Reflecting on her nearly 60 years of training, raising, and showing dogs, Boothbay resident Jean Conte said she wouldn’t even think about putting a number on the amount of dogs she has trained throughout her career.
“Oh way more than that,” Conte said when asked if she taught at least 500 dogs.
Conte said she has always had an affinity for canines. Growing up in Hollidaysburg, Penn., Conte would bring home stray dogs to a mother who was often not amused with the new house guest.
“She would get so mad, but they would just follow me around the neighborhood and I would feed them,” Conte said.
Conte’s first experience with dog training came in 1960 when she was living in Utica, N.Y. and started bringing her boxer, Princess, to obedience classes. “She was the type of dog that was very sensitive,” Conte said. “Just raising your voice would scare her.”
By 1965, Conte had adopted a German shepherd, her favorite breed, she named King. King would end up teaching her a great deal about raising and training dogs, Conte said.
“King taught me so much because he was so bad. He was a runaway,” Conte said. “When you have a dog you actually have to work with, you learn so much more than with a dog that is well behaved.”
King’s behavior and tendency to run away made Conte all the more determined to train him. Her stubbornness resulted in King obtaining his utility certificate at the age of eight years old.
“That is very old for a dog to be trained,” Conte said.
Conte believes it is her responsibility to raise well-behaved dogs that reflect positively on the breed’s public opinion.
“It’s important to me to present my dogs as a positive example because their behavior is a reflection of that breed,” Conte said. “People will believe a dog’s breed is the cause of its poor behavior rather than the owner not training the dog.”
Conte began leading her first class training dogs while living in Utica. While she could not recall the exact year, a woman’s comment after the class stood out in Conte’s memory.
“She had come up to me and said, ‘19 dogs and I didn’t hear one bark,’” Conte recalled. “Dog training just came naturally to me.”
Conte developed her skills as a dog trainer by attending classes with a local trainer in Utica, Joe Olivia. After King obtained his utility training certification Olivia trusted Conte to teach his classes, despite her belief some of the other class members were more qualified to teach than she.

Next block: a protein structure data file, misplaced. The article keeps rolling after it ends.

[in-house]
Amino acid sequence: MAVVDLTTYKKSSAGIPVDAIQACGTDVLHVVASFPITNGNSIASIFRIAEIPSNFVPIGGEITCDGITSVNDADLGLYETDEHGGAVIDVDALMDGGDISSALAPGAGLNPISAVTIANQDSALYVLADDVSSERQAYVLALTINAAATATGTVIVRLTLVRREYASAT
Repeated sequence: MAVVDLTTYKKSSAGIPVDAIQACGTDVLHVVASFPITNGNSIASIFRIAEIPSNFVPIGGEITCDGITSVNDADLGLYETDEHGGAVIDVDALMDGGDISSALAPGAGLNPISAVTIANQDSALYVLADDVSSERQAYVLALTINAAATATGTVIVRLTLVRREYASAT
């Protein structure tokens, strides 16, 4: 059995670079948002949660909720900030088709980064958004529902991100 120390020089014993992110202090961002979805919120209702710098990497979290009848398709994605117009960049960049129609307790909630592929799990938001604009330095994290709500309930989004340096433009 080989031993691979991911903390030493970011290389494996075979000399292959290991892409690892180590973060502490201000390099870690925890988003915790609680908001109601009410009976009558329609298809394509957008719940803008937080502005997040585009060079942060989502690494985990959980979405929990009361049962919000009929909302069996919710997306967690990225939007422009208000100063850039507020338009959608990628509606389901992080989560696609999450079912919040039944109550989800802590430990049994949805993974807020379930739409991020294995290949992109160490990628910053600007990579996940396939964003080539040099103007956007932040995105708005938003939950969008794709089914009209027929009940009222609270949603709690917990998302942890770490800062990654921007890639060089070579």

“Joe believed that King receiving his utility training was a better accomplishment, which is why he trusted me to teach the class,” Conte said. “I was very proud of that.”
Instilled with confidence from her training she decided to start attending dog shows with King in the late 1960s. It was also something she could participate in with her two children, Michael and Jackie.
“I would bring them with me and let them sit in this wagon and they could play with one toy or they could watch,” Conte said. “They were not allowed to just run around.”
Traveling throughout New England, Conte would bring her children along while she attended dog shows, much to the surprise of her peers.
“I never realized children did not travel so much back then,” Conte said. “People would come up to me and talk to me about all the places (the children) have been and were shocked.”
Conte enjoyed attending dog shows at the time because she enjoyed being surrounded by people who had similar passion and love for dogs. She believes shows today are more competitive than when she started, and therefore a little less enjoyable.
“People were competitive back then but we all rooted for each other,” Conte said. “Now everyone is focused on the points.”
Living in Utica, Conte met her second husband, Joe Conte, in the early 1980s, and the couple married in 1983. She was amused by the reaction Joe had when she picked him up for their first date.
“My van was custom-made for my dogs with a bed in the back and a red light that turned on when he opened the door,” Conte said. “His face when he saw that was hilarious.”
Around that time, Conte began camping in Maine with Joe while continuing her travels to dog shows.
“Joe loved coming to dog shows with me,” Conte said. “He did it mainly for the people. Since he had nothing to do during the shows I would give him a camcorder and have him film me during dog shows so I could see what I was doing wrong.”
In the 1980s the Contes started camping in Maine; eventually buying a house in Boothbay in 1992 and moving to Maine full time in 1995.
Conte has been training dogs in Lincoln County for nearly 30 years. She started teaching locally at the Boothbay Region YMCA where she taught for 13 years. For the past 14 years she has taught at Central Lincoln County YMCA.
With her 85th birthday approaching on Jan 3, Conte said she was leaning towards retiring from dog training at the CLC YMCA.
“My get up has got up and gone,” Conte said.
Reflecting on her 60 years of dog training Conte had no regrets.
“I’ve watched people’s dogs improve from my class and it is such a good feeling,” Conte said. “The people are so proud of what they accomplish and their bond with their dog is much closer.”
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